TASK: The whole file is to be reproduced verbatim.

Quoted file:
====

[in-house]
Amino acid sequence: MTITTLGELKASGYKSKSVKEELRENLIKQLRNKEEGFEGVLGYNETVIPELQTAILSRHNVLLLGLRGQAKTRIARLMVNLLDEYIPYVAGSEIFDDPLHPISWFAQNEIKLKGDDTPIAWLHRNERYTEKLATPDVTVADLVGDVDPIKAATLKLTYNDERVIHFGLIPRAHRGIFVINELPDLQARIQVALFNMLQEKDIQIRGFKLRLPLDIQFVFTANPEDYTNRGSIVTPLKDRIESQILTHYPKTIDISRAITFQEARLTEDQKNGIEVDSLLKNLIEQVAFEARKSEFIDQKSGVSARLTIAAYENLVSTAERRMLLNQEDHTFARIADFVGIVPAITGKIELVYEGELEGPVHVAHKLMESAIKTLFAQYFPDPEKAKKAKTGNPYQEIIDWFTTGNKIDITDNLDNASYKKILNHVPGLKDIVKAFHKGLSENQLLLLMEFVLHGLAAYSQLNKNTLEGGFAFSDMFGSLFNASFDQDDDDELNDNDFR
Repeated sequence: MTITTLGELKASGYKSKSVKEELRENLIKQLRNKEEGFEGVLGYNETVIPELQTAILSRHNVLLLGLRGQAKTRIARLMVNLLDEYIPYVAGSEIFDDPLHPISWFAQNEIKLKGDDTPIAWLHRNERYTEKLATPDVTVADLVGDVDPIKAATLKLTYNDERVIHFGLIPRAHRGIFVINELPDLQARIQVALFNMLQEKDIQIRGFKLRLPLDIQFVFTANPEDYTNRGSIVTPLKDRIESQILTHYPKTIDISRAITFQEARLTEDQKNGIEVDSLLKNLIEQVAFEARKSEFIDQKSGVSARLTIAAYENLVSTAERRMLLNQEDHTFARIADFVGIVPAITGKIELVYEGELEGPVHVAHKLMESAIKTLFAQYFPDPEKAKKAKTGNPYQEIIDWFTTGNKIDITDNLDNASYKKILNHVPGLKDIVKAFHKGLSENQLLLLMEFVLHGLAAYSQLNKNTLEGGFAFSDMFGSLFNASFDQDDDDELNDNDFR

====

[in-house]
Amino acid sequence: MTITTLGELKASGYKSKSVKEELRENLIKQLRNKEEGFEGVLGYNETVIPELQTAILSRHNVLLLGLRGQAKTRIARLMVNLLDEYIPYVAGSEIFDDPLHPISWFAQNEIKLKGDDTPIAWLHRNERYTEKLATPDVTVADLVGDVDPIKAATLKLTYNDERVIHFGLIPRAHRGIFVINELPDLQARIQVALFNMLQEKDIQIRGFKLRLPLDIQFVFTANPEDYTNRGSIVTPLKDRIESQILTHYPKTIDISRAITFQEARLTEDQKNGIEVDSLLKNLIEQVAFEARKSEFIDQKSGVSARLTIAAYENLVSTAERRMLLNQEDHTFARIADFVGIVPAITGKIELVYEGELEGPVHVAHKLMESAIKTLFAQYFPDPEKAKKAKTGNPYQEIIDWFTTGNKIDITDNLDNASYKKILNHVPGLKDIVKAFHKGLSENQLLLLMEFVLHGLAAYSQLNKNTLEGGFAFSDMFGSLFNASFDQDDDDELNDNDFR
Repeated sequence: MTITTLGELKASGYKSKSVKEELRENLIKQLRNKEEGFEGVLGYNETVIPELQTAILSRHNVLLLGLRGQAKTRIARLMVNLLDEYIPYVAGSEIFDDPLHPISWFAQNEIKLKGDDTPIAWLHRNERYTEKLATPDVTVADLVGDVDPIKAATLKLTYNDERVIHFGLIPRAHRGIFVINELPDLQARIQVALFNMLQEKDIQIRGFKLRLPLDIQFVFTANPEDYTNRGSIVTPLKDRIESQILTHYPKTIDISRAITFQEARLTEDQKNGIEVDSLLKNLIEQVAFEARKSEFIDQKSGVSARLTIAAYENLVSTAERRMLLNQEDHTFARIADFVGIVPAITGKIELVYEGELEGPVHVAHKLMESAIKTLFAQYFPDPEKAKKAKTGNPYQEIIDWFTTGNKIDITDNLDNASYKKILNHVPGLKDIVKAFHKGLSENQLLLLMEFVLHGLAAYSQLNKNTLEGGFAFSDMFGSLFNASFDQDDDDELNDNDFR